Healthy Liver / Gallbladder & Cholesterol Crystals

Many nutritionists believe diet is the most important factor as gallstones rarely develop in populations that eat a

more traditional, unrefined diet. To understand how gallstones form, it is necessary to understand how the biliary tract functions.

 

To learn about liver cleanses and gall bladder flushing -

Bile serves two purposes: making dietary lipids more digestible, and excreting cholesterol and other unwanted materials from the body. Bile is formed in the liver from bile acids (lipid-dissolving agents), cholesterol, minerals and phospholipids such as phosphatidylcholine or lecithin. Once formed, bile is transported to the gallbladder, where it is concentrated and stored until needed.

 

A fatty meal stimulates gallbladder contraction and bile flow into the small intestine where it combines with food to emulsify the fatty elements. It also enables digestive enzymes to break fats down into their elementary components - fatty acids, monoglycerides, cholesterol and fat-soluble vitamins. Bile salts then corral these substances into minute complexes, called micelles, and shunt them to the lining of the intestinal tract for absorption. Under normal circumstances, bile components remain in solution as a liquid. But when bile becomes cholesterol-heavy, the cholesterol may crystallize and start to form a stone.

Gallstones are made mainly of cholesterol, bilirubin and calcium salts, with smaller amounts of protein and other materials. In Western Countries essentially all gallstones, whether cholesterol or pigmented, arise in the gallbladder, while in the Orient a significant fraction of pigmented stones originate in the bile ducts. In Western Countries cholesterol is the principal constituent of more than three quarters of gallstones. In the simplest sense, cholesterol gallstones form when the cholesterol concentration in bile exceeds the ability of bile to hold cholesterol in solution. Non-cholesterol stones are categorized as black or brown pigment stones, consisting of calcium salts of bilirubin. In normal individuals only about 1% of the bilirubin in gallbladder bile is unconjugated. When the percentage of unconjugated bilirubin increases so does the risk of developing bilirubin gallstones.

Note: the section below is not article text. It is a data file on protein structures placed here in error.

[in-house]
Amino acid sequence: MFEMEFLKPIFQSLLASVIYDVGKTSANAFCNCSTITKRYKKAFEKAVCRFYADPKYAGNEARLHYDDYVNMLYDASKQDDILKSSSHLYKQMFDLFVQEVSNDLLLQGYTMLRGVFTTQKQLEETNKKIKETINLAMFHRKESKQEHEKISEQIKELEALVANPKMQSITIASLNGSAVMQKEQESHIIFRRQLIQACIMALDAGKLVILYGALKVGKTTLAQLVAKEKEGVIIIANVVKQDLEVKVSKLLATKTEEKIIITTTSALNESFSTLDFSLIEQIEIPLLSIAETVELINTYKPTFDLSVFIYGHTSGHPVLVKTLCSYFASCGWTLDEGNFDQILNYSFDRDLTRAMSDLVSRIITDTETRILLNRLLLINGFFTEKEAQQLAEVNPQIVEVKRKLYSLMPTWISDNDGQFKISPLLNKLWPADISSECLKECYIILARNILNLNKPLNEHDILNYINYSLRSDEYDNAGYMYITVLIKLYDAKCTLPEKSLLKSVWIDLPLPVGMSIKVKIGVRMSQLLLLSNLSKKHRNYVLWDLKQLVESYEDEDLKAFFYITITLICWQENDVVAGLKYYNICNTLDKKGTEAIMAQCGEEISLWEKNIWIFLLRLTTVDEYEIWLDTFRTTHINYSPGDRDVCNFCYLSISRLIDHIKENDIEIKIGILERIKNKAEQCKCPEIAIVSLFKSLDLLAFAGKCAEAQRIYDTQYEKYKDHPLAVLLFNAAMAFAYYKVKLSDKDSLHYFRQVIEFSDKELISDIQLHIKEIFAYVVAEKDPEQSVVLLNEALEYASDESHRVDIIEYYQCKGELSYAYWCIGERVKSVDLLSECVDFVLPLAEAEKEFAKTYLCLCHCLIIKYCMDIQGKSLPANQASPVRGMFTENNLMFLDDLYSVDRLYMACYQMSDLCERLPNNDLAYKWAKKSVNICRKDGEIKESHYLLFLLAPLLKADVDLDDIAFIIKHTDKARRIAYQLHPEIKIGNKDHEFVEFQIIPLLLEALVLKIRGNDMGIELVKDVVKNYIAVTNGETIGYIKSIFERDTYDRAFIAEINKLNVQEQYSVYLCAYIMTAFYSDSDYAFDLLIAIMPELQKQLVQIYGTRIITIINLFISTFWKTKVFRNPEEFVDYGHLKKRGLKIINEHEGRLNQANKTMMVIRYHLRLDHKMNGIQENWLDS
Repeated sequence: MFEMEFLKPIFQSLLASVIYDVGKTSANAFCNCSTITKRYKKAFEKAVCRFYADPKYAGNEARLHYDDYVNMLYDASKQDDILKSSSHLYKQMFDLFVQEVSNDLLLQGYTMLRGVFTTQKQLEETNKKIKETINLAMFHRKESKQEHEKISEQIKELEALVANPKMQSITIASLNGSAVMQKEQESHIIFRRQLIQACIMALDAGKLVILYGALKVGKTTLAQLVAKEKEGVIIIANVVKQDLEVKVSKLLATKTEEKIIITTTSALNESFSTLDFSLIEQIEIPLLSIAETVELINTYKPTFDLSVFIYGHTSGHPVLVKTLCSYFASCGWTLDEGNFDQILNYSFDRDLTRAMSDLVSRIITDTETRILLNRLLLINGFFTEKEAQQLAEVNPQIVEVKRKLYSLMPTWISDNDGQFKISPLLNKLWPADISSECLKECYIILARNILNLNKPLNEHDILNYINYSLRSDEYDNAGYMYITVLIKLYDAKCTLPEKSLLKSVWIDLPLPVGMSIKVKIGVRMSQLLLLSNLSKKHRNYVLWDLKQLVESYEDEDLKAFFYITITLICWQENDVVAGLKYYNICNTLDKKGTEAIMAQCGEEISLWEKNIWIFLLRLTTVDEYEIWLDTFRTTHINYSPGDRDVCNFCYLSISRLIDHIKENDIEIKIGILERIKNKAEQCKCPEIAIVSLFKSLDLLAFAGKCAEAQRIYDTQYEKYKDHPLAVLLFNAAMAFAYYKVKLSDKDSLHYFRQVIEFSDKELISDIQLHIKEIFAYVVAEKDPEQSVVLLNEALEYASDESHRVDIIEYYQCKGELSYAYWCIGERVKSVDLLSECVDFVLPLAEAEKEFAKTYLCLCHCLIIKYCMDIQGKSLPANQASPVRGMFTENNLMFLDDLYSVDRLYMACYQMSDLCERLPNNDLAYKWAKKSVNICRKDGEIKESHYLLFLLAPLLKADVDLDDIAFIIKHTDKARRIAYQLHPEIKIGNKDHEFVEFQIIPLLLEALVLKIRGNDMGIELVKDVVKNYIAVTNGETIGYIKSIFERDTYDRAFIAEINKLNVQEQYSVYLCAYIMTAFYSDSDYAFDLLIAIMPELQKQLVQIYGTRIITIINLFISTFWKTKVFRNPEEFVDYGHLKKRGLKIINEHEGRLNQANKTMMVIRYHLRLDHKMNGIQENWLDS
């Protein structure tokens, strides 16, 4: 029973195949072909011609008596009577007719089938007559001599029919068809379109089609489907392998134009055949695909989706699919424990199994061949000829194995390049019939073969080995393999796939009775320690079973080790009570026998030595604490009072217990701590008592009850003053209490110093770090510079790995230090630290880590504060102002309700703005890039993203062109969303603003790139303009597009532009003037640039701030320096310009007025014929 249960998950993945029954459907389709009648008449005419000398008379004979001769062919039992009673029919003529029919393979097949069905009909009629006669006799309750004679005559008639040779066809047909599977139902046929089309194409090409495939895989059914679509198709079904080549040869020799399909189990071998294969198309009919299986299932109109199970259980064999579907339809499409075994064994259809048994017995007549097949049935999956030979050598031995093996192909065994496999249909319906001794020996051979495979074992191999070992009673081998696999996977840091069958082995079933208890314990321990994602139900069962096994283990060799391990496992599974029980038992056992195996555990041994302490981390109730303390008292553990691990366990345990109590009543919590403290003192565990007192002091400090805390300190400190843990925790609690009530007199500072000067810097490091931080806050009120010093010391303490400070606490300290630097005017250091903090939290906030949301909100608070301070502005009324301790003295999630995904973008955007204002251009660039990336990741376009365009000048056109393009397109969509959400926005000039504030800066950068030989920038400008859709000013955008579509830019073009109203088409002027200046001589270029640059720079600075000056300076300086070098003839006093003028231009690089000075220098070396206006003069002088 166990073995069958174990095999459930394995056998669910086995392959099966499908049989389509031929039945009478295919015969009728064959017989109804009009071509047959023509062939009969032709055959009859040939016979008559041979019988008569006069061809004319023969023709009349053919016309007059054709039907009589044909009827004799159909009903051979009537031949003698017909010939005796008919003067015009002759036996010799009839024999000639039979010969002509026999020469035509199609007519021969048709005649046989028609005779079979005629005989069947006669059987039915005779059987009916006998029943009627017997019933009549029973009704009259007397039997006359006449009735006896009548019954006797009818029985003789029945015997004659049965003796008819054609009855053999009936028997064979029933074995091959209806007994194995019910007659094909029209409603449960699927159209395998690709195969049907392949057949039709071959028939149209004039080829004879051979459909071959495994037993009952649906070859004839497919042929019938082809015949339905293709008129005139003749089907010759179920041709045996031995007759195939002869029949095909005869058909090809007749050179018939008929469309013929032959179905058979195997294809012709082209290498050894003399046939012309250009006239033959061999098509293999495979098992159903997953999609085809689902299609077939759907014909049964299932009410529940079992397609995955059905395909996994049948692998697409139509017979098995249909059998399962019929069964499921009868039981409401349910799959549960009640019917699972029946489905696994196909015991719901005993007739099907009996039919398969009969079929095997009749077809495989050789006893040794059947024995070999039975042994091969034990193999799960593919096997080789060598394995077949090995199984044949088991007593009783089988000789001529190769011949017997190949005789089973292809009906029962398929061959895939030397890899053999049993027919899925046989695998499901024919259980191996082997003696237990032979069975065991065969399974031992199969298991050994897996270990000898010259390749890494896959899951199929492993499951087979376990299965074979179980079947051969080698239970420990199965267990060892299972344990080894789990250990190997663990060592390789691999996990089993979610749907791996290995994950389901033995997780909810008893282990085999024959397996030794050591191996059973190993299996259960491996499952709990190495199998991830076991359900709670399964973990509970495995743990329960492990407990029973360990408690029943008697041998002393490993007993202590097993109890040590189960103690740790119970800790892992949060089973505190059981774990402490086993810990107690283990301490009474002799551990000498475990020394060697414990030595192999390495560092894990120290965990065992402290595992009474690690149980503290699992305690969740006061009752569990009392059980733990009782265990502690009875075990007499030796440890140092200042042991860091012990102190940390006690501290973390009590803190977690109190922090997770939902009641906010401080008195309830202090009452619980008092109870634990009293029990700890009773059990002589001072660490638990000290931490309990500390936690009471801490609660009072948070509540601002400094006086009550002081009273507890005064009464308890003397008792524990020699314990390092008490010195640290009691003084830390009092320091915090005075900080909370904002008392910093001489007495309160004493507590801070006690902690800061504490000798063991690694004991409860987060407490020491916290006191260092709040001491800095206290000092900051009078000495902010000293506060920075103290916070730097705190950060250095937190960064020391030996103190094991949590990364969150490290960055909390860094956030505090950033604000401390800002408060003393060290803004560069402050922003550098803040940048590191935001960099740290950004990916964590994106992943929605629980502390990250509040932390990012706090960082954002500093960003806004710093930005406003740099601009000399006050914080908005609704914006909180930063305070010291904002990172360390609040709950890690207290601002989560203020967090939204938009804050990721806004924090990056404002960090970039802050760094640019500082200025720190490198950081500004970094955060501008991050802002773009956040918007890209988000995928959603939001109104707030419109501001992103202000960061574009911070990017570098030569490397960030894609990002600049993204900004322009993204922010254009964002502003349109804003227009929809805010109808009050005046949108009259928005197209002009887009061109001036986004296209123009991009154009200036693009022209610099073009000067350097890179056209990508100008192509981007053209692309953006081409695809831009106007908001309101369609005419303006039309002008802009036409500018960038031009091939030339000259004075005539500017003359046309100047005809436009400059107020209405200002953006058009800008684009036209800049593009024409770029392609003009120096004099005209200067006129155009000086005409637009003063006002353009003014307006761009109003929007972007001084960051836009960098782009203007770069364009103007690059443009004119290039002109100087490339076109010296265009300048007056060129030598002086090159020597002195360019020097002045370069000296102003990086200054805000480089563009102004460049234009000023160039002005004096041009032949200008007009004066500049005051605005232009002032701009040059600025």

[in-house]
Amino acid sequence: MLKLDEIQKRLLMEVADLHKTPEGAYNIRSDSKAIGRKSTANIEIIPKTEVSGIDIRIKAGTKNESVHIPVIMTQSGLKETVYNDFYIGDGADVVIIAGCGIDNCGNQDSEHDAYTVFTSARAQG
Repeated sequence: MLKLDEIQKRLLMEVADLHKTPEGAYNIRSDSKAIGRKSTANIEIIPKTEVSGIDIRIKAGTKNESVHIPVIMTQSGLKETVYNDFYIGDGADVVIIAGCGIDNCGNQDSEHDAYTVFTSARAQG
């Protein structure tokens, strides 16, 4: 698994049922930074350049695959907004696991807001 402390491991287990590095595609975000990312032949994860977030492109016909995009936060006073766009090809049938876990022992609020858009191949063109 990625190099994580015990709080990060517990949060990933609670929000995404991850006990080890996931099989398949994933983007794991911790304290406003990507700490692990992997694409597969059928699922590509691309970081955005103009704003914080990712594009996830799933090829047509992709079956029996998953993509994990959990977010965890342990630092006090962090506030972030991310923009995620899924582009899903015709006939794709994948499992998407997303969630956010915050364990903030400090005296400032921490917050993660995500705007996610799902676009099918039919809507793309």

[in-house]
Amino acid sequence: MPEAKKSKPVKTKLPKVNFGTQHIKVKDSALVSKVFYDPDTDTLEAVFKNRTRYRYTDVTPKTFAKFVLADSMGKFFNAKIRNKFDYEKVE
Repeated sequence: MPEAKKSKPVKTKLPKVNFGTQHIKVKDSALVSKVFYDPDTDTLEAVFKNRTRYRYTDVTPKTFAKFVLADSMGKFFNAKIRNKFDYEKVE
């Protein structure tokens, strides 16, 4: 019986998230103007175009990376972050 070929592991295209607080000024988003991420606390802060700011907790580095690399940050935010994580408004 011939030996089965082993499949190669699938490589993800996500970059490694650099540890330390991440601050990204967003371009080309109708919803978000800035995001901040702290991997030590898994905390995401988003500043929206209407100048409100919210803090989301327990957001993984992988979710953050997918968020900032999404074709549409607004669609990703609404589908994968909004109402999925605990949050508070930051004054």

Bacterial infection is also been proven to be very important in the forming of the gallstone. Recently, there are many research reports about the function in the forming of the gallstones. The content of aerobe, anaerobe, L-bacterium,and Helicobacter pylori of the gallbladder tissue, bile, gallstone and portal vein have been tested through the use of the immunohistochemistry and by the use of PCR-DNA analysis. These results indicated that bacterial infection and the formation of gallstones and the chronic inflammation of bile duct system are closely related.

NUTRITIONAL RECOMMENDATIONS

Eat a diet consisting of 75% raw foods. Include in the diet applesauce, yogurt, cottage cheese, broiled fish, fresh apples, and beets. The juice of apples, pears, figs and beets (including the tops) promote healing. In general, increase your intake of vegetables, fruits, and high-fiber foods, especially those containing soluble fiber. Fruits, vegetables, whole grains, legumes, and nuts/seeds are low saturated fat and high fiber foods that are needed in the diet for healing gallbladder disorders.

Gallbladder disease may be prevented by increased intake of Vitamin C. (Medical Hypotheses, 40(2), February 1993, p. 81-84.) Drink plenty of fresh "live" juices. See your personal HealthSmart Nutrition Metabolic Bio-typing Advisor for more information about making fresh juice drinks.